INDIANAPOLIS — Joe Burrow or Tua Tagovailoa?
If not for Tagovailoa’s season-ending hip injury in November, there would likely be plenty of debate as to which of these quarterbacks the Bengals would select with the first pick of the 2020 NFL draft.
Instead, Burrow is the presumptive No. 1 pick — based on his Heisman Trophy-winning season and Cincinnati’s obvious need at quarterback, paired with Tagovailoa’s injury history.
Still, when the NFL draft arrives in Las Vegas in April, few players will command more attention than these two QBs. While the Raiders likely won’t have a shot at either — barring a blockbuster trade — where they end up could shape the future of the NFL.
Burrow has become the subject of rumors he doesn’t want to play for the the Bengals. There had been some speculation that Burrow could try to force his way into a trade, like Eli Manning did to the Chargers back in 2004.
But Burrow did his best to quash those rumors on Tuesday.
“The only thing that I’ve said is that I didn’t want to be presumptuous about the pick. So that’s why I’ve been noncommittal — because I don’t know what’s going to happen,” Burrow said. “They might not pick me. They might fall in love with someone else. You guys kind of took that narrative and ran with it. But there’s never been anything like that from my end.”
Burrow will not throw at the Combine, citing the length of LSU’s national championship season as one reason why he chose not to do so.
Burrow doesn’t have much to gain by throwing. He set an NCAA record with 60 touchdown passes in the 2019 season and led the nation with 5,671 passing yards and a 76.3 completion percentage. He acknowledged he may not be the most athletic person on the field, but that’s why he puts such an emphasis on preparation.
“My physical traits are limited compared to some of the guys here, right? Everyone can see it,” Burrow said. “So I’ve got to be smarter, I’ve got to prepare better. I’ve got to know what’s happening before it happens so I can play fast.”
Fellow 2020 prospect Tua Tagovailoa acknowledged the kind of strong competitor Burrow is during his media session on Tuesday. “He’s really good,” Tagovailoa said.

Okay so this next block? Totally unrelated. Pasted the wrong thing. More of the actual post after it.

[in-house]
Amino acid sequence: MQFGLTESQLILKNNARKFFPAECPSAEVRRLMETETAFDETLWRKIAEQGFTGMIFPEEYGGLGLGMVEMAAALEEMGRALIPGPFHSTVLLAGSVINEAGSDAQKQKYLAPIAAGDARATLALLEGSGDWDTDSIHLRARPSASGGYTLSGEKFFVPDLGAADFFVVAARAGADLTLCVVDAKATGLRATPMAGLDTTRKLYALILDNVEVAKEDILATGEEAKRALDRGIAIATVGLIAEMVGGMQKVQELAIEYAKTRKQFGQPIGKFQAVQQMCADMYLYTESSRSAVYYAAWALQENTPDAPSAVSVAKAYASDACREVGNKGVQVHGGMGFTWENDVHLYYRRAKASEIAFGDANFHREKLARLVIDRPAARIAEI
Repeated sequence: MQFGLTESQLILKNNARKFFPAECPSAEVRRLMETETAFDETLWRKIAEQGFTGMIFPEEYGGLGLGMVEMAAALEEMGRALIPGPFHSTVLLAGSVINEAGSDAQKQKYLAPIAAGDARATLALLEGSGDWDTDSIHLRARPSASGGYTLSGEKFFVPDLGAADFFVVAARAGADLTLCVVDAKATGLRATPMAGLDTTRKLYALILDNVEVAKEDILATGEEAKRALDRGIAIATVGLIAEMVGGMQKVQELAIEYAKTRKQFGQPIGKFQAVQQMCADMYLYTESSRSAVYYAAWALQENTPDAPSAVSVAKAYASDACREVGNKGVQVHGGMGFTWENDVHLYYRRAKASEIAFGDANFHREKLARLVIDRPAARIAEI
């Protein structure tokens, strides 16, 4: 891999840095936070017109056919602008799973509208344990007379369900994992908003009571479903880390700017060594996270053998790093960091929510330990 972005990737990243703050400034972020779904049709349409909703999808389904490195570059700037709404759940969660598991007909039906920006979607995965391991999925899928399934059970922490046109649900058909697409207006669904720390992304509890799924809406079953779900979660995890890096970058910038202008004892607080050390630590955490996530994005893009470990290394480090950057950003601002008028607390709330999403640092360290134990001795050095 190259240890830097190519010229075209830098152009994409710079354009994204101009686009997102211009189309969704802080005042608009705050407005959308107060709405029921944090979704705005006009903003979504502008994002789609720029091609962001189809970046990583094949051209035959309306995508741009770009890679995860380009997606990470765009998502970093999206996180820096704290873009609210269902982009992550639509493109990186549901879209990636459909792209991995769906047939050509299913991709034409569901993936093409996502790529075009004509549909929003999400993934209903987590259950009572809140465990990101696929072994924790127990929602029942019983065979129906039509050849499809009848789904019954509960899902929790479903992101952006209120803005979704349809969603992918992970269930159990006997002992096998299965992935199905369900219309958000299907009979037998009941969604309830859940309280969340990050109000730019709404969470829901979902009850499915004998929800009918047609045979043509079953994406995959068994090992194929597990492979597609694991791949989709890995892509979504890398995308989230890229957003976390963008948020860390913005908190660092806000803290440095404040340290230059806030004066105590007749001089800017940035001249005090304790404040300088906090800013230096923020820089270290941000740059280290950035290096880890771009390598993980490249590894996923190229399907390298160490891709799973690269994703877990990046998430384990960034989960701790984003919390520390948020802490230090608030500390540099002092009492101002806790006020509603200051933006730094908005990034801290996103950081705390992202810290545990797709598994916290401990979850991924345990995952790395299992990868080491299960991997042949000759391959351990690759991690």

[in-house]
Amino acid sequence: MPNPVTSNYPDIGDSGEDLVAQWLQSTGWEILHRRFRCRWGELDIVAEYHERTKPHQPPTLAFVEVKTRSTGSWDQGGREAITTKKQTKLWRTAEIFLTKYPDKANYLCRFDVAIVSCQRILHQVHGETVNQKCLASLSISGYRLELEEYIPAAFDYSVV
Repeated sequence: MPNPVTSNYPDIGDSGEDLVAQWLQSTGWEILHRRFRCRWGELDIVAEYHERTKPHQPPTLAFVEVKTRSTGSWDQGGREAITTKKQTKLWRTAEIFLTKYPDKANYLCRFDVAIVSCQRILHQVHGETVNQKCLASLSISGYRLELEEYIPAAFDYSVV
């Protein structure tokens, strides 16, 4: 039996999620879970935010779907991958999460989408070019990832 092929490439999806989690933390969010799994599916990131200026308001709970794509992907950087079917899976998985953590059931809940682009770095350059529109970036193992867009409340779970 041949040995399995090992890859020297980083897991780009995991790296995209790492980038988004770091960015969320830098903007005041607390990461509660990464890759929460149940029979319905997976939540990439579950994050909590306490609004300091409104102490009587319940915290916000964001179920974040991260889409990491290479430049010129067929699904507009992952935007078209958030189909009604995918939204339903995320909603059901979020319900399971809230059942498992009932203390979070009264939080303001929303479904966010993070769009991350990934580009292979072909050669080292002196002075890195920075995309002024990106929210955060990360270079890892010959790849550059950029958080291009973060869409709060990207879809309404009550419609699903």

Tagovailoa was a key piece of Alabama’s national championship team in 2017, taking over for Jalen Hurts in the second half of the championship game against Georgia and throwing a 41-yard touchdown pass in overtime to win the game. In nine games in 2019, Tagovailoa threw for 2,840 yards with 33 touchdowns and just three interceptions, completing 71.4 percent of his passes.
But the big questions about Tagovailoa this week are all about his health — evidenced by the quarterback spending all day at a medical facility on Monday.
“We went to the hospital at 10 yesterday in the morning — I was the last person to leave,” Tagovailoa said, noting he was back just before the start of the formal and informal interviews that night.
Tagovailoa says he expects to be medically cleared on March 9, which will allow him to properly run and drop back — doing all the things a quarterback must do to be successful. He said he still has been throwing, but may not be ready to do a full workout on Alabama’s Pro Day on March 24.
To that end, Tagovailoa will hold his own personal Pro Day on April 9. But he expects to be able to perform in OTAs in May and certainly expects to be fully ready to play by the start of the 2020 season.
Tagovailoa responded to a question asking whether teams may think he’s too injury prone to draft by saying, “If I’m not the person for the organization, then I’m not the person. I just feel like if I’m myself going into these interviews, then the right team will find me.”
Wherever the quarterbacks end up, they’ll have a lot to live up to given the hype surrounding them after all they accomplished at the collegiate level.